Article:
Whatever happens, I seriously doubt the culprit will be something as innocuous as a serious tone.

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    1. To some degree it depends on what you mean by that. There’s some good technical filmmaking in there; action scenes are engaging and certain sequences really work on their own terms. When I say “terrible” I’m mainly referring to its thematic incoherence, and how by the end of it I’m not sure if it actually knows what it’s trying to say at all.

  1. I’m glad you took this one on. I was thinking about it, but I’m pretty booked at the moment. What makes this decision dumb is not that great films must have jokes, but that they are literally making a rule against jokes and handicapping their writers right off the bat. It’s good that they want to set themselves appart from Marvel, but I feel like that’s already done by the characters and stories themselves. There’s something inherently stupid about a company declaring “no jokes EVER!” when one of their most iconic characters is named the Joker.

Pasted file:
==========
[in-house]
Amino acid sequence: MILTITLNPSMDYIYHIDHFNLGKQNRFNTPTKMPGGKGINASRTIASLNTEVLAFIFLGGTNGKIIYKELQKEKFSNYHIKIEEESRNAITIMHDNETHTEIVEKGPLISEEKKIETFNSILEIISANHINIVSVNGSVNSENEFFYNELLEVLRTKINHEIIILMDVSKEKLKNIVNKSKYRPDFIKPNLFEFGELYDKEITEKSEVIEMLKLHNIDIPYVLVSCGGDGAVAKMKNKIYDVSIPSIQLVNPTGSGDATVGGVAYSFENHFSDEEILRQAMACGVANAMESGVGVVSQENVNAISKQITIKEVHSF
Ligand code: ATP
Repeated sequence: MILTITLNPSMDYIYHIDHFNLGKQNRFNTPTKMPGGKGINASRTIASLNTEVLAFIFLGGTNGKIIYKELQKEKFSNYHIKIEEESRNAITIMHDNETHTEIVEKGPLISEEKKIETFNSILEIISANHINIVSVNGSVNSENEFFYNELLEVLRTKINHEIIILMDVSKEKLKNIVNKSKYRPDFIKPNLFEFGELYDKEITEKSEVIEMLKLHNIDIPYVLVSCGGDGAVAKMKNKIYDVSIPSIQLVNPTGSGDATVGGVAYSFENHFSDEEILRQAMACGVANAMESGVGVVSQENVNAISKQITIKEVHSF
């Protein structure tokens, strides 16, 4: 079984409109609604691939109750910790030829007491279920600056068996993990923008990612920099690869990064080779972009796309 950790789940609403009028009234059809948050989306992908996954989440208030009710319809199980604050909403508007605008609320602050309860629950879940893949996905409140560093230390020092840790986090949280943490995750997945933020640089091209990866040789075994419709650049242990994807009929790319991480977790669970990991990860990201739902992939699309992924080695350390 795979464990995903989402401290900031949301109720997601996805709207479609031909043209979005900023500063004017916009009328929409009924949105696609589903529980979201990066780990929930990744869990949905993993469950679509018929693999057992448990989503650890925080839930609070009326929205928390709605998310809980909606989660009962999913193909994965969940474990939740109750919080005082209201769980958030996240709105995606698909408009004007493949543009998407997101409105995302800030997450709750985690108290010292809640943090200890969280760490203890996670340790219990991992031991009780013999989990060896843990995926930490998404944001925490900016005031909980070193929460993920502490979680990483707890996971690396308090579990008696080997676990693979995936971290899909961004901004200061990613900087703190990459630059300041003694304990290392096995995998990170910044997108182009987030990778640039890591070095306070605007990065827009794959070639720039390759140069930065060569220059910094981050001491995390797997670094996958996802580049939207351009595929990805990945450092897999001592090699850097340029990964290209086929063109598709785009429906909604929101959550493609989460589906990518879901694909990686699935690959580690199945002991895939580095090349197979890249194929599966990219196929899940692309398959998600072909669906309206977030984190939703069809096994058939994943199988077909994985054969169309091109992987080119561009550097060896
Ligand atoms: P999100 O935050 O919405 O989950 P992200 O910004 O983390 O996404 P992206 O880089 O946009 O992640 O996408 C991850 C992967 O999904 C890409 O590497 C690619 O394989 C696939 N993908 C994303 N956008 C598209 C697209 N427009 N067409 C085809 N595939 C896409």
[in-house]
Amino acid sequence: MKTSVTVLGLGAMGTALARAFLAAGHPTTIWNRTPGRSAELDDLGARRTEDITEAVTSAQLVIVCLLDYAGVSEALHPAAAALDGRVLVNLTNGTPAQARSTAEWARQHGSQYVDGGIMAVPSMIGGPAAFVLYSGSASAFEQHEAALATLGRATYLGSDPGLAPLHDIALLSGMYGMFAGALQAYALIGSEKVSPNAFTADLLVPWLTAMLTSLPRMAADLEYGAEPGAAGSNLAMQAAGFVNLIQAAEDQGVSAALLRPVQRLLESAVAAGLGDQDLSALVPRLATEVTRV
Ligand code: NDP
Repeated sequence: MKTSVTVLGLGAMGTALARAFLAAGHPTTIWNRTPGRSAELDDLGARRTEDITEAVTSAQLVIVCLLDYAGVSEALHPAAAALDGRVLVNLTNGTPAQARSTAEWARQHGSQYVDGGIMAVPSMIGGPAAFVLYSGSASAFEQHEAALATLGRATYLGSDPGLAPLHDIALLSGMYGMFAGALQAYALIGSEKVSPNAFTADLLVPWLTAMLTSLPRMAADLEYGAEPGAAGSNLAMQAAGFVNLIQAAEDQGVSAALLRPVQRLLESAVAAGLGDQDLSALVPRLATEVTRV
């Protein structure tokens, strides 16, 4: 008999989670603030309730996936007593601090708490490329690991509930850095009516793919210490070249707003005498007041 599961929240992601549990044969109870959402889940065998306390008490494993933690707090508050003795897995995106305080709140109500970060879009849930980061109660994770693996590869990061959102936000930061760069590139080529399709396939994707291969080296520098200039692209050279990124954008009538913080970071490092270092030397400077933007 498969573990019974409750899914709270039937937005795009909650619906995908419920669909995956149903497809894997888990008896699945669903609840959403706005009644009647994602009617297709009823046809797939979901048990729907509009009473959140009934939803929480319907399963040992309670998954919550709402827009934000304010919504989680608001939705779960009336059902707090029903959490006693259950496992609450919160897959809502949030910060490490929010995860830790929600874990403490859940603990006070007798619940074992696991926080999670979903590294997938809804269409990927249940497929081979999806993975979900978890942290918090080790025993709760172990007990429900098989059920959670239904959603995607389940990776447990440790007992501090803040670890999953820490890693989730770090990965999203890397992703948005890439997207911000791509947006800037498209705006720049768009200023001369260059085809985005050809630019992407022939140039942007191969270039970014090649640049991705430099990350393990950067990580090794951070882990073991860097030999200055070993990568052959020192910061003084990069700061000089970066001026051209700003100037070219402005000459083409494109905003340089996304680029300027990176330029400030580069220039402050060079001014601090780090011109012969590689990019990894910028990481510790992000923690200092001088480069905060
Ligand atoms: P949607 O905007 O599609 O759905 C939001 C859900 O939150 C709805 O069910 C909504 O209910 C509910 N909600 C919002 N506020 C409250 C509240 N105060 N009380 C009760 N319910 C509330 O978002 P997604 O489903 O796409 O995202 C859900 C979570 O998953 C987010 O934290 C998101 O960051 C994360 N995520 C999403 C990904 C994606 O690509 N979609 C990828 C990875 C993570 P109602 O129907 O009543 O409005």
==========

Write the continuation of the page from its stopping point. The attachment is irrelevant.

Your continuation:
People communicate and relate to one another using humor all the time. It’s pretty much a social reflex, and stories are made more enjoyable and natural-feeling by including people who behave like people. Relatable characters is something people enjoy seeing. As far as the Greek Gods thing, there’s a reason that there aren’t any films starring those guys; just their more relatable human offspring. And if I remember correctly, even Sandman’s sister, Death, had a sense of humor. Then again, they should never attempt to adapt Sandman into a film. That comic is the very definition of unfilmable. Anyways, point is that while a film with no jokes is fine if it happens that way, I don’t think it’s wise to try and enforce a super-serious tone over an entire brand.

    1. The-earthling-is-right-despite-how-much-we-us-robots-like-our-monotone-and-logical-way-of-speaking-one-can-see-an-earthling-getting-tired-after-2-hours-of-expository-dialogue-reminding-you-how-important-the-film-you-are-watching-really-is.